Yet, this is not reflected in Chapter 98 statistics. Instead, motor vehicles frequently enter U.S. Customs under the Automotive Products Trade Act of 1965; aircraft equipment is often entered under the Civil Aircraft Agreement; and other products enter under NAFTA provisions.

U.S. - Caribbean Production Sharing Expanding

In 1997, apparel represented 90% of U.S. imports from the Caribbean Basin entering U.S. Customs under Chapter 98. Medical equipment, which only represented 4%, is the second largest category — but it’s growing.

This has allowed many large U.S. medical equipment manufacturers to compete worldwide in less technology-intensive hospital goods by co-producing these products in the Dominican Republic, Costa Rica, and Mexico.

U.S.-Asia Co-Production Is Strong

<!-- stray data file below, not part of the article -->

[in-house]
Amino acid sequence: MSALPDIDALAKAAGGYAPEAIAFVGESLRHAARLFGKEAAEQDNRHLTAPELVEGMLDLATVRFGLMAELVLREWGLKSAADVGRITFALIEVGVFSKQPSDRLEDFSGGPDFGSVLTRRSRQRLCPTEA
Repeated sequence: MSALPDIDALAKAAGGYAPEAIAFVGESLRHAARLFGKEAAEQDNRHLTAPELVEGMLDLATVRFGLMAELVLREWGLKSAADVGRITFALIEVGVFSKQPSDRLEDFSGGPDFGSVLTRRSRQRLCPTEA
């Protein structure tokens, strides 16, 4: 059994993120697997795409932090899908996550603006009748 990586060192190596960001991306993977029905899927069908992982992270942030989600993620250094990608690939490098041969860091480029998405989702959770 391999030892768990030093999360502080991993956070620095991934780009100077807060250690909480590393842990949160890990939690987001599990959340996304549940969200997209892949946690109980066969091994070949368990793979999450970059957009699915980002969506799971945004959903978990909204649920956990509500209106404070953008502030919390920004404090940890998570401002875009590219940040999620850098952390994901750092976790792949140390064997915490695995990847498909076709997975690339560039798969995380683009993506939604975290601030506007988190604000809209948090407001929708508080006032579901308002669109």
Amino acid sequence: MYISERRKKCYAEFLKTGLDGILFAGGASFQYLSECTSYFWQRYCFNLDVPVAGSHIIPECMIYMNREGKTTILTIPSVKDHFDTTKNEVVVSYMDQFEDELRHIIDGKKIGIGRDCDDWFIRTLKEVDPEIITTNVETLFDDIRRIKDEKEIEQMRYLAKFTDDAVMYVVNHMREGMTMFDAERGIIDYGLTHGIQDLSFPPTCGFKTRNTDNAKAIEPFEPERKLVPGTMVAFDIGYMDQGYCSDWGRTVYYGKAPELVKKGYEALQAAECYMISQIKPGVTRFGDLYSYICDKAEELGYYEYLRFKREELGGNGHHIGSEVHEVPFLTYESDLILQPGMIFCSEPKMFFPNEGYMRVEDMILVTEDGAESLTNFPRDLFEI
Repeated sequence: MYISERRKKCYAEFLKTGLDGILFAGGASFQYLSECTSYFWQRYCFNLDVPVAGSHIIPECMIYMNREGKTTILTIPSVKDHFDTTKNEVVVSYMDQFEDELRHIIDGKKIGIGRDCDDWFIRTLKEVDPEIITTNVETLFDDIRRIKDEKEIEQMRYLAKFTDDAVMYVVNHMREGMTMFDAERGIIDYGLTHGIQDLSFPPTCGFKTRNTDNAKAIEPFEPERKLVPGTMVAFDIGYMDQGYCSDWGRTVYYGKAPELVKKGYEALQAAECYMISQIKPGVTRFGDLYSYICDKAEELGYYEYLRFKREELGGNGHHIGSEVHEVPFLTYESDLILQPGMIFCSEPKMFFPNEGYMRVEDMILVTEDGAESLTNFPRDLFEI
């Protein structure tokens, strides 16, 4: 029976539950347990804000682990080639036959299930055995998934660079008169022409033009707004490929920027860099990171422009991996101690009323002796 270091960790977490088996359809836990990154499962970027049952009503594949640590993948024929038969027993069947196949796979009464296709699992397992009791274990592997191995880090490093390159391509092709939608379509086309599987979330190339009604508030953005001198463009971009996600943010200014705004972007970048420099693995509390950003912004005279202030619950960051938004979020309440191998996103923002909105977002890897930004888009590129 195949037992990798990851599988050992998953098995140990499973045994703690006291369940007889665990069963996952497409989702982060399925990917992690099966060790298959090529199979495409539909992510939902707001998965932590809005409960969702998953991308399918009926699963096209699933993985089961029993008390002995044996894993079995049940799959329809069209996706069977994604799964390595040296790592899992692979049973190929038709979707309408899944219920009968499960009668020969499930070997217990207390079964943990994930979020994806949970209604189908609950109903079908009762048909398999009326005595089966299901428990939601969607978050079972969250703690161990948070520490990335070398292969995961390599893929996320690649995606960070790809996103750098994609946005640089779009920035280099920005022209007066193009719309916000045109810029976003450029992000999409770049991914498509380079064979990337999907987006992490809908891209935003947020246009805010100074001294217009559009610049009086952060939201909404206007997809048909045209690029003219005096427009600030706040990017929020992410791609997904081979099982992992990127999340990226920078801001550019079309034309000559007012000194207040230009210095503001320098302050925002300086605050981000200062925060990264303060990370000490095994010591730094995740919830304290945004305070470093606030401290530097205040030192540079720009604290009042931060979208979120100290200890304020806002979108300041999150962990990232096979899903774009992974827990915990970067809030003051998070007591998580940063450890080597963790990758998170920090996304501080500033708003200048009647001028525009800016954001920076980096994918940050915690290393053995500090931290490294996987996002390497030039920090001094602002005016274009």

The Philippines, Malaysia and Korea are principal suppliers of electronic products to the United States under Chapter 98. As a whole, Southeast Asia is a major U.S. co-producer of semiconductors. In fact, in 1997, semiconductors represented 74% of U.S. imports from the region. Footwear comprised 8%; motor vehicles represented 5%.

From 1996 to 1997, Japan increased its value of U.S. content by 134% in vehicle exports to the U.S. under Chapter 98. During this period, U.S. exports of vehicle parts to Japan also rose — reflecting a benefit to U.S. component suppliers.

Conduct Sound Research and Be Aware of Pitfalls

While co-production has been a panacea for many U.S. firms, some manufacturers have reported a different story.

Many companies have invested in foreign-based production sharing facilities only to find unexpectedly low levels of productivity, excessively high turnover, poor infrastructure, and a corrupt legal system. Consequently, several firms have abandoned their efforts.